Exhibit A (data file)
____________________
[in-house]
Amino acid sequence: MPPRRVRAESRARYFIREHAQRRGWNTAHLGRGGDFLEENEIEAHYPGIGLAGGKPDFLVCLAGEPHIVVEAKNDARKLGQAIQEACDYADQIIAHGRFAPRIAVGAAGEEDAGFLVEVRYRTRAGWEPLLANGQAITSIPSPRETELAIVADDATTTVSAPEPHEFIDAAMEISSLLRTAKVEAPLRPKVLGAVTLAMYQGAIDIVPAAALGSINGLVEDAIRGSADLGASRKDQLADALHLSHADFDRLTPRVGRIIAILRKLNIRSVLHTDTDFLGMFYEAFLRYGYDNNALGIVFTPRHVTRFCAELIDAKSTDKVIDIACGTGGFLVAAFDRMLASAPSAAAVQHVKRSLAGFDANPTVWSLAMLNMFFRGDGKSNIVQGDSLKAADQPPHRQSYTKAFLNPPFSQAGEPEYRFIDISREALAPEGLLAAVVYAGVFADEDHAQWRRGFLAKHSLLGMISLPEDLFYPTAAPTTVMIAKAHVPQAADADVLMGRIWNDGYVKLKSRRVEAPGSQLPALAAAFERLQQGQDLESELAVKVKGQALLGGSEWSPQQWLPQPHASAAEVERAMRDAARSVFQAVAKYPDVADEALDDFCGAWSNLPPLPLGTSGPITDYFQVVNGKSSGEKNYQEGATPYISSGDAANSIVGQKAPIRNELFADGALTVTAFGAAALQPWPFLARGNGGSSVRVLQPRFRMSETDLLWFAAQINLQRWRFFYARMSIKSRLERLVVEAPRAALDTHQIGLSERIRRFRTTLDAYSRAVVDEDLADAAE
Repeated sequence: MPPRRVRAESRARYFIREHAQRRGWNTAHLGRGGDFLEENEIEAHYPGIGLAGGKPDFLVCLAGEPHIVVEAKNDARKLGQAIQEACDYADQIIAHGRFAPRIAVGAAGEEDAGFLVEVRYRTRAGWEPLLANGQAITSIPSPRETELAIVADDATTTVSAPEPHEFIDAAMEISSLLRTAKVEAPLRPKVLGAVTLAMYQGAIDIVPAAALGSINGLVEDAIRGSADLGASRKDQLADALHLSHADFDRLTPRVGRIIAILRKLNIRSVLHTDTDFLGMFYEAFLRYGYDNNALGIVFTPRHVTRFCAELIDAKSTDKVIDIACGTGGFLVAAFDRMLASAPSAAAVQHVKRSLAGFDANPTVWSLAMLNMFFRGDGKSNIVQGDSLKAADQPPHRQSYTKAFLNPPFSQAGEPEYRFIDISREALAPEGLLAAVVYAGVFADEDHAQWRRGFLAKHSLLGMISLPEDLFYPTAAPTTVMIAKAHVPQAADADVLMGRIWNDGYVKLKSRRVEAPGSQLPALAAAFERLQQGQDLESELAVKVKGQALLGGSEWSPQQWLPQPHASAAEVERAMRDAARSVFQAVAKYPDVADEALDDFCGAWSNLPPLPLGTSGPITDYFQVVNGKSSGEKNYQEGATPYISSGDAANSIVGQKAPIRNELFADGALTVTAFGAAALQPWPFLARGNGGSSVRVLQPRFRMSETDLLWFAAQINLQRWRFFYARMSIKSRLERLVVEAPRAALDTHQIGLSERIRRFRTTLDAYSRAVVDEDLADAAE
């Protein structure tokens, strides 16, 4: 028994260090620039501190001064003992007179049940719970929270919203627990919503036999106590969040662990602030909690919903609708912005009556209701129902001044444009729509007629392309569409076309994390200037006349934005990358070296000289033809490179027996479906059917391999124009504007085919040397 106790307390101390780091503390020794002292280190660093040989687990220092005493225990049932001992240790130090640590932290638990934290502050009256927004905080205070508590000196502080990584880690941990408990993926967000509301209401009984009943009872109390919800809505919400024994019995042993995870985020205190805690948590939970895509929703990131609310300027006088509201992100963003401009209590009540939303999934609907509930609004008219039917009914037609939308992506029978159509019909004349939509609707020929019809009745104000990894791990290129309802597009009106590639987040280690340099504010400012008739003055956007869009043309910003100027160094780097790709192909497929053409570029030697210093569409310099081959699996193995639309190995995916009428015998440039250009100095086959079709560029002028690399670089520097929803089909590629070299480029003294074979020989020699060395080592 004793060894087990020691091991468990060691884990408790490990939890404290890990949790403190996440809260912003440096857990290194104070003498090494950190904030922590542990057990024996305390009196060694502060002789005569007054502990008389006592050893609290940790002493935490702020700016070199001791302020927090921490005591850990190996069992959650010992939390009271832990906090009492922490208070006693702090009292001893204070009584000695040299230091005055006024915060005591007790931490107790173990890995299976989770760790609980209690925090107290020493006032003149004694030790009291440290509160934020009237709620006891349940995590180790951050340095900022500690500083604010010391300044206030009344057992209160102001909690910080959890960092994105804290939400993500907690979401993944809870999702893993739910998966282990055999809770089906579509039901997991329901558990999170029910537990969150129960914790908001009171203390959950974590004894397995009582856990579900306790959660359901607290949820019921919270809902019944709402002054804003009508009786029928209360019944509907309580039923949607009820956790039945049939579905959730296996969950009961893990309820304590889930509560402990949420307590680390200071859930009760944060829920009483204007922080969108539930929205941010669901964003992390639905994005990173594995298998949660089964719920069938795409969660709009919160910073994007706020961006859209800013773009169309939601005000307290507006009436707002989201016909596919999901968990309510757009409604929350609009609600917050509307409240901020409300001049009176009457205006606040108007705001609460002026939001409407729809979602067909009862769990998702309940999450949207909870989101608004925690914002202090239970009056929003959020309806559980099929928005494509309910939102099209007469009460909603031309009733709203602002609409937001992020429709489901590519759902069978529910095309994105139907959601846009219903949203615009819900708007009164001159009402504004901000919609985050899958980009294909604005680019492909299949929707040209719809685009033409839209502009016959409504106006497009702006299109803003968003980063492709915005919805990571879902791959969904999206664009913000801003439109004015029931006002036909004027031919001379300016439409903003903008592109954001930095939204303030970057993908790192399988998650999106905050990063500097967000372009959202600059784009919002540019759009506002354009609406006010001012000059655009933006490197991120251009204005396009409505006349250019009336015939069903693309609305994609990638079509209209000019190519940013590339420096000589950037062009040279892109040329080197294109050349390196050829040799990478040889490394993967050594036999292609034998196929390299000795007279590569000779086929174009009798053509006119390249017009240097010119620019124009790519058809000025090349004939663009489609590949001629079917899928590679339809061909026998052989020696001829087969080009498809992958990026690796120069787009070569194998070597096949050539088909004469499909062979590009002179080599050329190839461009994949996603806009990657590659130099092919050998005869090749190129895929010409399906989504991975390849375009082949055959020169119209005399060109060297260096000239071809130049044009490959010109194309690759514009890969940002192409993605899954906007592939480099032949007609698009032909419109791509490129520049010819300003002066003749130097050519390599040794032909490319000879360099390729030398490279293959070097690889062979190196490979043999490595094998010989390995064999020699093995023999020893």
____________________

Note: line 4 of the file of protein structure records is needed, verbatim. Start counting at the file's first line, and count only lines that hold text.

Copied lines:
């Protein structure tokens, strides 16, 4: 028994260090620039501190001064003992007179049940719970929270919203627990919503036999106590969040662990602030909690919903609708912005009556209701129902001044444009729509007629392309569409076309994390200037006349934005990358070296000289033809490179027996479906059917391999124009504007085919040397 106790307390101390780091503390020794002292280190660093040989687990220092005493225990049932001992240790130090640590932290638990934290502050009256927004905080205070508590000196502080990584880690941990408990993926967000509301209401009984009943009872109390919800809505919400024994019995042993995870985020205190805690948590939970895509929703990131609310300027006088509201992100963003401009209590009540939303999934609907509930609004008219039917009914037609939308992506029978159509019909004349939509609707020929019809009745104000990894791990290129309802597009009106590639987040280690340099504010400012008739003055956007869009043309910003100027160094780097790709192909497929053409570029030697210093569409310099081959699996193995639309190995995916009428015998440039250009100095086959079709560029002028690399670089520097929803089909590629070299480029003294074979020989020699060395080592 004793060894087990020691091991468990060691884990408790490990939890404290890990949790403190996440809260912003440096857990290194104070003498090494950190904030922590542990057990024996305390009196060694502060002789005569007054502990008389006592050893609290940790002493935490702020700016070199001791302020927090921490005591850990190996069992959650010992939390009271832990906090009492922490208070006693702090009292001893204070009584000695040299230091005055006024915060005591007790931490107790173990890995299976989770760790609980209690925090107290020493006032003149004694030790009291440290509160934020009237709620006891349940995590180790951050340095900022500690500083604010010391300044206030009344057992209160102001909690910080959890960092994105804290939400993500907690979401993944809870999702893993739910998966282990055999809770089906579509039901997991329901558990999170029910537990969150129960914790908001009171203390959950974590004894397995009582856990579900306790959660359901607290949820019921919270809902019944709402002054804003009508009786029928209360019944509907309580039923949607009820956790039945049939579905959730296996969950009961893990309820304590889930509560402990949420307590680390200071859930009760944060829920009483204007922080969108539930929205941010669901964003992390639905994005990173594995298998949660089964719920069938795409969660709009919160910073994007706020961006859209800013773009169309939601005000307290507006009436707002989201016909596919999901968990309510757009409604929350609009609600917050509307409240901020409300001049009176009457205006606040108007705001609460002026939001409407729809979602067909009862769990998702309940999450949207909870989101608004925690914002202090239970009056929003959020309806559980099929928005494509309910939102099209007469009460909603031309009733709203602002609409937001992020429709489901590519759902069978529910095309994105139907959601846009219903949203615009819900708007009164001159009402504004901000919609985050899958980009294909604005680019492909299949929707040209719809685009033409839209502009016959409504106006497009702006299109803003968003980063492709915005919805990571879902791959969904999206664009913000801003439109004015029931006002036909004027031919001379300016439409903003903008592109954001930095939204303030970057993908790192399988998650999106905050990063500097967000372009959202600059784009919002540019759009506002354009609406006010001012000059655009933006490197991120251009204005396009409505006349250019009336015939069903693309609305994609990638079509209209000019190519940013590339420096000589950037062009040279892109040329080197294109050349390196050829040799990478040889490394993967050594036999292609034998196929390299000795007279590569000779086929174009009798053509006119390249017009240097010119620019124009790519058809000025090349004939663009489609590949001629079917899928590679339809061909026998052989020696001829087969080009498809992958990026690796120069787009070569194998070597096949050539088909004469499909062979590009002179080599050329190839461009994949996603806009990657590659130099092919050998005869090749190129895929010409399906989504991975390849375009082949055959020169119209005399060109060297260096000239071809130049044009490959010109194309690759514009890969940002192409993605899954906007592939480099032949007609698009032909419109791509490129520049010819300003002066003749130097050519390599040794032909490319000879360099390729030398490279293959070097690889062979190196490979043999490595094998010989390995064999020699093995023999020893």